Sunday, October 5, 2008

Worldview Class – Part 5 – Secular Humanist Theology

This is a continuation of highlighted topics discussed in a worldview class I am teaching on Sunday morning. The main text for the study is The Battle for Truth by David Noebel. A good deal of this class is also based on personal research.

Theology is defined as “the study of the nature of God and religious truth; rational inquiry into religious questions”. Every worldview takes a stand on God, whether it is to believe in one Creator of all, or to say that no God exists. A critical understanding of each worldview pivots around the position taken regarding the existence of God.

For those in the Secular Humanist camp, the most accepted viewpoint (with rare exceptions) is that the universe is self-created, and that no God exists to rule over eternity. Paul Kurtz - professor, philosopher, and author of many humanistic tenets over the last thirty years – said, "Humanism cannot in any fair sense of the word apply to one who still believes in God as the source and creator of the universe." To be more specific, God, Satan, angels, demons, souls, and consciences, do not exist according to humanists. These entities are grouped together as the “supernatural”, and are denied existence according to any one of the three Humanist Manifestoes. I must confess, if someone has asked me if I believed in the supernatural a year ago, I would have thought twice about it. The word evokes pictures of ghosts, goblins, and magic. But, strictly speaking, those of us who believe in Christian Theism believe in the supernatural. Get used to it.

What evidence do Christians have to support this belief? We have the Bible, which is well-documented to have existed for a very long time, and has been supported by countless archaeological finds. To me, the most obvious basis for a belief in God is that there is simply no conceivable way that the universe “created itself”, as the humanists would have us believe. To believe that the order and complexity found in living entities just “happened” as a matter of chance requires far more faith for me than to simply accept that there is a Creator of all. Look into the concept of “irreducible complexity” if you want to know more (I may cover this topic in a future post).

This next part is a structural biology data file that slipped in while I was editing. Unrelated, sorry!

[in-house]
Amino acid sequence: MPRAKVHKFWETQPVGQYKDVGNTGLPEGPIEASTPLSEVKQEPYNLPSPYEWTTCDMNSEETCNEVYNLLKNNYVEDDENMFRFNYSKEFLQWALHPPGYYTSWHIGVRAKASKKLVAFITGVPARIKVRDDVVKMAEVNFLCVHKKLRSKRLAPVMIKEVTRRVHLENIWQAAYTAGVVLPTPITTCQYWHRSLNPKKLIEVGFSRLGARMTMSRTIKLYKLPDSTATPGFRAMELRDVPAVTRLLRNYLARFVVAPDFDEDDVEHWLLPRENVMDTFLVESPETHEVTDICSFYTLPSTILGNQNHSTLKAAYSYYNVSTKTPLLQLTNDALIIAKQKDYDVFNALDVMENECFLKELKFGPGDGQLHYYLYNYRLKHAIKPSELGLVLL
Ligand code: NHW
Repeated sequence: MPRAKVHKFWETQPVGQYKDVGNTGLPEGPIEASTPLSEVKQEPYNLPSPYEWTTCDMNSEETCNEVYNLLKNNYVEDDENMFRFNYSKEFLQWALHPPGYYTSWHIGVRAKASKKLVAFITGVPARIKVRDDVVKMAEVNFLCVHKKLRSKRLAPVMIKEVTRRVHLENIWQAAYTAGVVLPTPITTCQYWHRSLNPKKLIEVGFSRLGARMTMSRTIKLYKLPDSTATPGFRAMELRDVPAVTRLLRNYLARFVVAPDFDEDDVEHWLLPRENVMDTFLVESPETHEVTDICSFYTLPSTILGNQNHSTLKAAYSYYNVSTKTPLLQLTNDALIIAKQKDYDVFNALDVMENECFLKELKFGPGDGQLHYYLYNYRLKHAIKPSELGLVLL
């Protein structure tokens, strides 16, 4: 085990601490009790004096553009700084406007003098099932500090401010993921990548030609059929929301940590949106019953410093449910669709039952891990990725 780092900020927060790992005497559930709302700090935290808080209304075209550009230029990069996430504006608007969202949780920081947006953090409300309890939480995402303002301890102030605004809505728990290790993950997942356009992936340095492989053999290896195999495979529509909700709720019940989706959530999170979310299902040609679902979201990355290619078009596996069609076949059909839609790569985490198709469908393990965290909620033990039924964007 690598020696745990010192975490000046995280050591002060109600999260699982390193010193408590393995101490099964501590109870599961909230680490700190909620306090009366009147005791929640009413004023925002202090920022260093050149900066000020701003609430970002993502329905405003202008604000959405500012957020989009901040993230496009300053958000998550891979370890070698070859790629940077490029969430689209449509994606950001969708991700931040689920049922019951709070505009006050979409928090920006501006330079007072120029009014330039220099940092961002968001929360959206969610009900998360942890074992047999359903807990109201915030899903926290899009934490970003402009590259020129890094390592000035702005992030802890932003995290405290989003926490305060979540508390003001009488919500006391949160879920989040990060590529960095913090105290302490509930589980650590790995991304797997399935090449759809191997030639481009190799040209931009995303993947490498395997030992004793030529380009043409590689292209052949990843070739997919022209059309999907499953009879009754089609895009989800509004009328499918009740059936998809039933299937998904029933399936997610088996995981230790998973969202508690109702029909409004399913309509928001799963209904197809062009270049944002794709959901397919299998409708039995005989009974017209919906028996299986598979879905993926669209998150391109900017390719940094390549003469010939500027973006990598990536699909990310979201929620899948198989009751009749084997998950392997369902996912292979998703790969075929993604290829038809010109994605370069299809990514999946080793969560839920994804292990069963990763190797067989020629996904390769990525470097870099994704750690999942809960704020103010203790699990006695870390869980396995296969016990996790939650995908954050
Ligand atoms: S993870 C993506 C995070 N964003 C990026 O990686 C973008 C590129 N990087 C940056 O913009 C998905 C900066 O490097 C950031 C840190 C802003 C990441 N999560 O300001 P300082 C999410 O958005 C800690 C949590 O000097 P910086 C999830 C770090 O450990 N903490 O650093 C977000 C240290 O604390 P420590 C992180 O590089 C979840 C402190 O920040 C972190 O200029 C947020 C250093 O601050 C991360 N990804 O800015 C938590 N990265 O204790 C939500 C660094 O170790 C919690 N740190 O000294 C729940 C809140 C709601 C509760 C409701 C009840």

Conversely, what evidence does the secular humanist give to deny the existence of God? I have consulted their Manifestoes and read their quotes to a great extent, but have been unable to glean any backing for this stance. In fact, the closest I have come to answering this question is a quote from Isaac Asimov, noted science fiction author and director of the American Humanist Association from 1989 to 1992. He says, “I don't have the evidence to prove that God doesn't exist, but I so strongly suspect he doesn't that I don't want to waste my time.”

Insert the equivalent of a pregnant pause here.

Asimov, and all other humanists are willing to gamble that they have no eternal souls based merely on a suspicion that God doesn’t exist. Perhaps that doesn’t seem crazy to some. Let me pose an example which I believe to be equivalent. Suppose I wake up feeling “lucky” tomorrow. So lucky, in fact, that I’m willing to drive the eleven miles to work at exactly forty miles per hour without regard to other vehicles or pedestrians on the road – I won’t slow down or speed up for anything. So lucky that I’m going to drain my brake system first, since I simply won’t be needing it. I will even let my eight-year-old daughter do the driving, because I so strongly believe in my luck, that to consider any other option is a waste of my time. Is this any more ridiculous than risking eternity on a whim?

Simply put, the pursuit of knowing and understanding the existence of God can never be considered a waste of time. And this is the appeal we must make to the secular humanist. Many of them believe strongly in their own brand of theology. But it is a belief system devoid of hope or eternal meaning. The third Humanist Manifesto professes to “finding wonder and awe in the joys and beauties of human existence, its challenges and tragedies, and even in the inevitability and finality of death”. By their own admission, death is the end of everything for each human being – nothing follows, and there is nothing to anticipate or for which to live after dying. What better place to start than this when discussing theology with a humanist?

Christians – we have something that they desperately need. This should be our starting point with every humanist we meet. The Christian life offers hope, eternity, and a loving God who wants to spend an infinite amount of time with us. This is not such a hard thing to promote, especially in comparison to what the humanist has to offer.

To Worldview - Part 6 - Marxist Theology

Or go back to the main index for all twelve Parts.

If you are interested in portions, or all of this twelve part series taught in an engaging, educational fashion, please contact Alan at Banyan Concepts.

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